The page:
This image shows a large gully in the wall of a crater in the southern hemisphere. Such gullies are among the most recent landforms on Mars, and were probably carved by liquid water.
The source of the water is still unknown; it could have been groundwater from a shallow aquifer or melted snow or ground ice from a different climate.
This gully is not particularly fresh, but it is among the largest observed; several sub-channels merge in the alcove on the upper slope, in the north part of the image. Numerous faint troughs and lineations are visible downslope, likely indicating old channels that have been buried or reworked. The upper alcove exposes a dense cluster of boulders not seen on the adjacent slope. This could indicate that smaller material has been removed by the gullies, exposing the boulders without transporting them far.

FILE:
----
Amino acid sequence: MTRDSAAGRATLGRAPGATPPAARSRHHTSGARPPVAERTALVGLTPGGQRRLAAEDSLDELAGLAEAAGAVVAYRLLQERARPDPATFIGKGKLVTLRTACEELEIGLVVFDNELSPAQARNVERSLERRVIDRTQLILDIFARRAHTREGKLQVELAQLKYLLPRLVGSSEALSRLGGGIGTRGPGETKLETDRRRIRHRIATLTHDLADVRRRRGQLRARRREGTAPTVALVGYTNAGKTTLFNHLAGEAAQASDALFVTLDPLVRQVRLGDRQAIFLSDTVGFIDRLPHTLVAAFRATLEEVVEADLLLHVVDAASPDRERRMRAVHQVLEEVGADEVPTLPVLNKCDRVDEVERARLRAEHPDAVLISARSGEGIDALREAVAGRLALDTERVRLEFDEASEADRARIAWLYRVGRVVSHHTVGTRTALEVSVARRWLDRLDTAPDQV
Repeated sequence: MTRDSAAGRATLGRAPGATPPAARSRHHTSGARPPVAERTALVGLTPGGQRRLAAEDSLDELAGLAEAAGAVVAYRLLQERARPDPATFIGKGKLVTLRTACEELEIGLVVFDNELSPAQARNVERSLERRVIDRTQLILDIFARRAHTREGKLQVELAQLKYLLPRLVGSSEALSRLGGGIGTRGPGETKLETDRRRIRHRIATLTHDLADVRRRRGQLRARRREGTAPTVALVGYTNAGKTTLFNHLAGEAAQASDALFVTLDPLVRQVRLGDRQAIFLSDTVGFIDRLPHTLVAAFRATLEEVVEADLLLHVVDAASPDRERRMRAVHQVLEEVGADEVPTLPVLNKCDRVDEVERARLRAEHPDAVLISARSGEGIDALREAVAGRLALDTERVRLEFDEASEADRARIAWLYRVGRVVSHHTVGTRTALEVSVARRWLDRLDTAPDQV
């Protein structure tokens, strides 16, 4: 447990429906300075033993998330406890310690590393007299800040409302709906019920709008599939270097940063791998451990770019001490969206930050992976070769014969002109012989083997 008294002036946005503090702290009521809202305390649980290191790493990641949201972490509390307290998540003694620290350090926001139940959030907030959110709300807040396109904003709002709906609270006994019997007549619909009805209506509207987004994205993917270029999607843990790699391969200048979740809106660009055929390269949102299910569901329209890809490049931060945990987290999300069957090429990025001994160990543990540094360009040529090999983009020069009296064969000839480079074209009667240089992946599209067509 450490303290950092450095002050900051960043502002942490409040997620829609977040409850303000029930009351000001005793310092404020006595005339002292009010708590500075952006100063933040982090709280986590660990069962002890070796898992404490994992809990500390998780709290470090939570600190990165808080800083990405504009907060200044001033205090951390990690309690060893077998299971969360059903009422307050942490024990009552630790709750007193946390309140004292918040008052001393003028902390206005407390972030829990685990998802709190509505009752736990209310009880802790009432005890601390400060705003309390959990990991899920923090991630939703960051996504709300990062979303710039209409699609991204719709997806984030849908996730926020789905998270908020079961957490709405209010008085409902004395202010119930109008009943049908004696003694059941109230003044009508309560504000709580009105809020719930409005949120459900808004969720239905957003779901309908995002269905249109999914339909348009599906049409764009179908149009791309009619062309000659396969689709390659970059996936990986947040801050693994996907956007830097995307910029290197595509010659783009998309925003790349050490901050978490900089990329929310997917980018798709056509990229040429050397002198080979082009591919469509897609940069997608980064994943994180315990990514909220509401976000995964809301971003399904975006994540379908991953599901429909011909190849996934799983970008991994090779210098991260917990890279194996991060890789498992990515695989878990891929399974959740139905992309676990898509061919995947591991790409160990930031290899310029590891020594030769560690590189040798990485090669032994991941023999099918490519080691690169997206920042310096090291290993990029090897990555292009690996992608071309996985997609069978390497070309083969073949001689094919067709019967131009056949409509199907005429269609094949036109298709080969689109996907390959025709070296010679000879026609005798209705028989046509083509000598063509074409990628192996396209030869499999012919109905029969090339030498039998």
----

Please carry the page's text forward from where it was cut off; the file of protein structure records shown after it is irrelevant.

Written by: Colin Dundas (20 April 2008)
More info and image formats at http://hirise.lpl.arizona.edu/PSP_007126_1210
Image: NASA/JPL/University of Arizona